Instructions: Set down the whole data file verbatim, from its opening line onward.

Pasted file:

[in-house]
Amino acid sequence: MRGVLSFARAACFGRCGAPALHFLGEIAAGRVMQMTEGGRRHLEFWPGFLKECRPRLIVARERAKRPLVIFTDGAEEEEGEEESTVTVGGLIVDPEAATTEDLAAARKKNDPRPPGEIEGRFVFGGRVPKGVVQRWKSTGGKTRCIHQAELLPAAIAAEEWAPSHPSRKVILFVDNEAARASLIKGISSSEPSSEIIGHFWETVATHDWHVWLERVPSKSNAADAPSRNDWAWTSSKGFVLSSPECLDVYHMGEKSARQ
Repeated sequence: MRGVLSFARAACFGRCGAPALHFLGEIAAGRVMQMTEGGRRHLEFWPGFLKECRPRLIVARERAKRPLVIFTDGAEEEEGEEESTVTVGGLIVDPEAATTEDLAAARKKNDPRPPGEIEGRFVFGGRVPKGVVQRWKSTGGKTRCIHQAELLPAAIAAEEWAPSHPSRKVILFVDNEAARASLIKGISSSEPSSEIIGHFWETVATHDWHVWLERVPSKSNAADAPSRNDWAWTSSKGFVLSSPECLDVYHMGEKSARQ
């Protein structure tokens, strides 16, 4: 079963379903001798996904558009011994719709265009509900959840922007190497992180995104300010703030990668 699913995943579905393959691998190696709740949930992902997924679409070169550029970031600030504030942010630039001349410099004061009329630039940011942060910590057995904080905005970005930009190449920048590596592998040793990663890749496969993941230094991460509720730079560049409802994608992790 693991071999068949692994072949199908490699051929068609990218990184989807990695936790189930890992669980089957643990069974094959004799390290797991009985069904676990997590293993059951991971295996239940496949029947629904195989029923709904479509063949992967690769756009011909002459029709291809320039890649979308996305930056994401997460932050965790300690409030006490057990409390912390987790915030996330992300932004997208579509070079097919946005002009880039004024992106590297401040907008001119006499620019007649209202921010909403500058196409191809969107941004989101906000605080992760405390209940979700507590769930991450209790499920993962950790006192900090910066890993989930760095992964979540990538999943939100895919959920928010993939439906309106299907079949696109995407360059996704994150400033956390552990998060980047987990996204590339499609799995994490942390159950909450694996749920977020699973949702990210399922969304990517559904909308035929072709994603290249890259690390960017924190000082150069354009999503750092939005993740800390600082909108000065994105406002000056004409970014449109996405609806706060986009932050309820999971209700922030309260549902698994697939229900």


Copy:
[in-house]
Amino acid sequence: MRGVLSFARAACFGRCGAPALHFLGEIAAGRVMQMTEGGRRHLEFWPGFLKECRPRLIVARERAKRPLVIFTDGAEEEEGEEESTVTVGGLIVDPEAATTEDLAAARKKNDPRPPGEIEGRFVFGGRVPKGVVQRWKSTGGKTRCIHQAELLPAAIAAEEWAPSHPSRKVILFVDNEAARASLIKGISSSEPSSEIIGHFWETVATHDWHVWLERVPSKSNAADAPSRNDWAWTSSKGFVLSSPECLDVYHMGEKSARQ
Repeated sequence: MRGVLSFARAACFGRCGAPALHFLGEIAAGRVMQMTEGGRRHLEFWPGFLKECRPRLIVARERAKRPLVIFTDGAEEEEGEEESTVTVGGLIVDPEAATTEDLAAARKKNDPRPPGEIEGRFVFGGRVPKGVVQRWKSTGGKTRCIHQAELLPAAIAAEEWAPSHPSRKVILFVDNEAARASLIKGISSSEPSSEIIGHFWETVATHDWHVWLERVPSKSNAADAPSRNDWAWTSSKGFVLSSPECLDVYHMGEKSARQ
């Protein structure tokens, strides 16, 4: 079963379903001798996904558009011994719709265009509900959840922007190497992180995104300010703030990668 699913995943579905393959691998190696709740949930992902997924679409070169550029970031600030504030942010630039001349410099004061009329630039940011942060910590057995904080905005970005930009190449920048590596592998040793990663890749496969993941230094991460509720730079560049409802994608992790 693991071999068949692994072949199908490699051929068609990218990184989807990695936790189930890992669980089957643990069974094959004799390290797991009985069904676990997590293993059951991971295996239940496949029947629904195989029923709904479509063949992967690769756009011909002459029709291809320039890649979308996305930056994401997460932050965790300690409030006490057990409390912390987790915030996330992300932004997208579509070079097919946005002009880039004024992106590297401040907008001119006499620019007649209202921010909403500058196409191809969107941004989101906000605080992760405390209940979700507590769930991450209790499920993962950790006192900090910066890993989930760095992964979540990538999943939100895919959920928010993939439906309106299907079949696109995407360059996704994150400033956390552990998060980047987990996204590339499609799995994490942390159950909450694996749920977020699973949702990210399922969304990517559904909308035929072709994603290249890259690390960017924190000082150069354009999503750092939005993740800390600082909108000065994105406002000056004409970014449109996405609806706060986009932050309820999971209700922030309260549902698994697939229900």